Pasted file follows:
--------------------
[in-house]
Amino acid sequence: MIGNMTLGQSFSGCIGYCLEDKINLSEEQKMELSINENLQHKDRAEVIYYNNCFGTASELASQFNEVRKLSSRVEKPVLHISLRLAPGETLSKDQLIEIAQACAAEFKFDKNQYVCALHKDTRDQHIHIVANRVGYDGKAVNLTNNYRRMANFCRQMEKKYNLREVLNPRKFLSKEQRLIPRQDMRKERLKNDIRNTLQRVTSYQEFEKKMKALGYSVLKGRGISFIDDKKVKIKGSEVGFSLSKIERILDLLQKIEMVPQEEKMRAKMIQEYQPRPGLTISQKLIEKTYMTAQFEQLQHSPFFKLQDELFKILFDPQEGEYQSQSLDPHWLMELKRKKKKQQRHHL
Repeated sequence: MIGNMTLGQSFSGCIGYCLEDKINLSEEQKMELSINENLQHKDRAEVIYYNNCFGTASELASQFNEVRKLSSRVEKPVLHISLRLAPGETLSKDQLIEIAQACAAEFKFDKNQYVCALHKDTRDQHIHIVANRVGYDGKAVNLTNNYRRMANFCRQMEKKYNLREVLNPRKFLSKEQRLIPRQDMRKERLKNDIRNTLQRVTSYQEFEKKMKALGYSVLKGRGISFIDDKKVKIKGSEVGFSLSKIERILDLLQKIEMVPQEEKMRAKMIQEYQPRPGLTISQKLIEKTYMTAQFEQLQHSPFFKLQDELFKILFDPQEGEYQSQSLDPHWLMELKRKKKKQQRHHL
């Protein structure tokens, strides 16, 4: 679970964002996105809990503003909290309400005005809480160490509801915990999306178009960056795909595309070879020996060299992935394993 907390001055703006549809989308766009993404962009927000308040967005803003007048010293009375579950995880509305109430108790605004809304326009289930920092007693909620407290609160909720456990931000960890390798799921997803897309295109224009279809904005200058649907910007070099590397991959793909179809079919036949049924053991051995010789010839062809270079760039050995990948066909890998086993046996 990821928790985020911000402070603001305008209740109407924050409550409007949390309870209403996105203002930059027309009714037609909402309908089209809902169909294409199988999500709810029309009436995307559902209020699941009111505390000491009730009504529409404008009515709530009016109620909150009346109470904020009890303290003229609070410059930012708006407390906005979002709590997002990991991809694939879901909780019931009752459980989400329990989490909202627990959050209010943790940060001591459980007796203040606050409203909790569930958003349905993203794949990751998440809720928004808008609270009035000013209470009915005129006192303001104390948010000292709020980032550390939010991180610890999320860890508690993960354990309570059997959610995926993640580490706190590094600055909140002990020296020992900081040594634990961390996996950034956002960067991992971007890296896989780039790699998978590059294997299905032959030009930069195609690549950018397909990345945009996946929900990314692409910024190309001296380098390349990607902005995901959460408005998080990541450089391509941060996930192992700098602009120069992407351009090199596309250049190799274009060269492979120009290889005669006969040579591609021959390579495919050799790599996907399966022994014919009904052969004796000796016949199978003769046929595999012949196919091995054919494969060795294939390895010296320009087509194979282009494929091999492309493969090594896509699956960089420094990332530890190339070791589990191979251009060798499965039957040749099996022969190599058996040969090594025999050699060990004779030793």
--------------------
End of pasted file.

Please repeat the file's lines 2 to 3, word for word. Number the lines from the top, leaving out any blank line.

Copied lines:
Amino acid sequence: MIGNMTLGQSFSGCIGYCLEDKINLSEEQKMELSINENLQHKDRAEVIYYNNCFGTASELASQFNEVRKLSSRVEKPVLHISLRLAPGETLSKDQLIEIAQACAAEFKFDKNQYVCALHKDTRDQHIHIVANRVGYDGKAVNLTNNYRRMANFCRQMEKKYNLREVLNPRKFLSKEQRLIPRQDMRKERLKNDIRNTLQRVTSYQEFEKKMKALGYSVLKGRGISFIDDKKVKIKGSEVGFSLSKIERILDLLQKIEMVPQEEKMRAKMIQEYQPRPGLTISQKLIEKTYMTAQFEQLQHSPFFKLQDELFKILFDPQEGEYQSQSLDPHWLMELKRKKKKQQRHHL
Repeated sequence: MIGNMTLGQSFSGCIGYCLEDKINLSEEQKMELSINENLQHKDRAEVIYYNNCFGTASELASQFNEVRKLSSRVEKPVLHISLRLAPGETLSKDQLIEIAQACAAEFKFDKNQYVCALHKDTRDQHIHIVANRVGYDGKAVNLTNNYRRMANFCRQMEKKYNLREVLNPRKFLSKEQRLIPRQDMRKERLKNDIRNTLQRVTSYQEFEKKMKALGYSVLKGRGISFIDDKKVKIKGSEVGFSLSKIERILDLLQKIEMVPQEEKMRAKMIQEYQPRPGLTISQKLIEKTYMTAQFEQLQHSPFFKLQDELFKILFDPQEGEYQSQSLDPHWLMELKRKKKKQQRHHL